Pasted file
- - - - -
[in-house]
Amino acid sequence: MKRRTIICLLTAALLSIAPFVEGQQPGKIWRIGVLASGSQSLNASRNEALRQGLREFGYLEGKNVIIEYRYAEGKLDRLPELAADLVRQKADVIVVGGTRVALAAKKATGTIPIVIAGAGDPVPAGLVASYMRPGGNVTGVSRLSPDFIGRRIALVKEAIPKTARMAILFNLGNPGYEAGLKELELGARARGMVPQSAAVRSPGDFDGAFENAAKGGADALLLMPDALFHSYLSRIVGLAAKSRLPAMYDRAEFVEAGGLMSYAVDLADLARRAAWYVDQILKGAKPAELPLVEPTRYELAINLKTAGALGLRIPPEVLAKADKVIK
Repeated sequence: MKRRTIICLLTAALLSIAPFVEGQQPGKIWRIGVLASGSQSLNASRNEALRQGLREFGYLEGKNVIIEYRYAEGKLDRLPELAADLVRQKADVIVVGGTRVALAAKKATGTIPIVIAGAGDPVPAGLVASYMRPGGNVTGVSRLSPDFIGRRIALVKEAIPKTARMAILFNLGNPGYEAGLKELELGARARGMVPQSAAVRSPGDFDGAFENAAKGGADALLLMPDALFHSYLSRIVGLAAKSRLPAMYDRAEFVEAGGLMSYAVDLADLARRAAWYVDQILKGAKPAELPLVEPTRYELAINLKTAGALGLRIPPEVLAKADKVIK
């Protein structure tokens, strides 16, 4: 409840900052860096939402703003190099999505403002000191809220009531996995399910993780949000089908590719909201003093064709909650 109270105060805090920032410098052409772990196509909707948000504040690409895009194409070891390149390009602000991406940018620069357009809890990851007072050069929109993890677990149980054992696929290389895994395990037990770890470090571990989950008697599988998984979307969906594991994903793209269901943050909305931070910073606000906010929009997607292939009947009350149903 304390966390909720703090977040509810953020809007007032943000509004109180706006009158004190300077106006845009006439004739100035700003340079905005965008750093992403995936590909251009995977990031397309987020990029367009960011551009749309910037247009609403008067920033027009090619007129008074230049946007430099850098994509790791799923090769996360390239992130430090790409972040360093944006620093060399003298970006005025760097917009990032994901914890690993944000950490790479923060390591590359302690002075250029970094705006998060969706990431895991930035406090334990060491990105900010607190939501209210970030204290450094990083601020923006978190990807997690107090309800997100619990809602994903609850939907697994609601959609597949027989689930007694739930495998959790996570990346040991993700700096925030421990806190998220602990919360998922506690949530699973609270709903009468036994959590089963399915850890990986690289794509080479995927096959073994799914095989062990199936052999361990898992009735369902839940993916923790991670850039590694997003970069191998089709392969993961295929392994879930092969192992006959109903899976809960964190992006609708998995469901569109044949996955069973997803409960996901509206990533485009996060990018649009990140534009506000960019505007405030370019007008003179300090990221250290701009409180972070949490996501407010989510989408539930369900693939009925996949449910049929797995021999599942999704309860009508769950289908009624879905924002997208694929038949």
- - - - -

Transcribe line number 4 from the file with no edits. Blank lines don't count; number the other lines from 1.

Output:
């Protein structure tokens, strides 16, 4: 409840900052860096939402703003190099999505403002000191809220009531996995399910993780949000089908590719909201003093064709909650 109270105060805090920032410098052409772990196509909707948000504040690409895009194409070891390149390009602000991406940018620069357009809890990851007072050069929109993890677990149980054992696929290389895994395990037990770890470090571990989950008697599988998984979307969906594991994903793209269901943050909305931070910073606000906010929009997607292939009947009350149903 304390966390909720703090977040509810953020809007007032943000509004109180706006009158004190300077106006845009006439004739100035700003340079905005965008750093992403995936590909251009995977990031397309987020990029367009960011551009749309910037247009609403008067920033027009090619007129008074230049946007430099850098994509790791799923090769996360390239992130430090790409972040360093944006620093060399003298970006005025760097917009990032994901914890690993944000950490790479923060390591590359302690002075250029970094705006998060969706990431895991930035406090334990060491990105900010607190939501209210970030204290450094990083601020923006978190990807997690107090309800997100619990809602994903609850939907697994609601959609597949027989689930007694739930495998959790996570990346040991993700700096925030421990806190998220602990919360998922506690949530699973609270709903009468036994959590089963399915850890990986690289794509080479995927096959073994799914095989062990199936052999361990898992009735369902839940993916923790991670850039590694997003970069191998089709392969993961295929392994879930092969192992006959109903899976809960964190992006609708998995469901569109044949996955069973997803409960996901509206990533485009996060990018649009990140534009506000960019505007405030370019007008003179300090990221250290701009409180972070949490996501407010989510989408539930369900693939009925996949449910049929797995021999599942999704309860009508769950289908009624879905924002997208694929038949």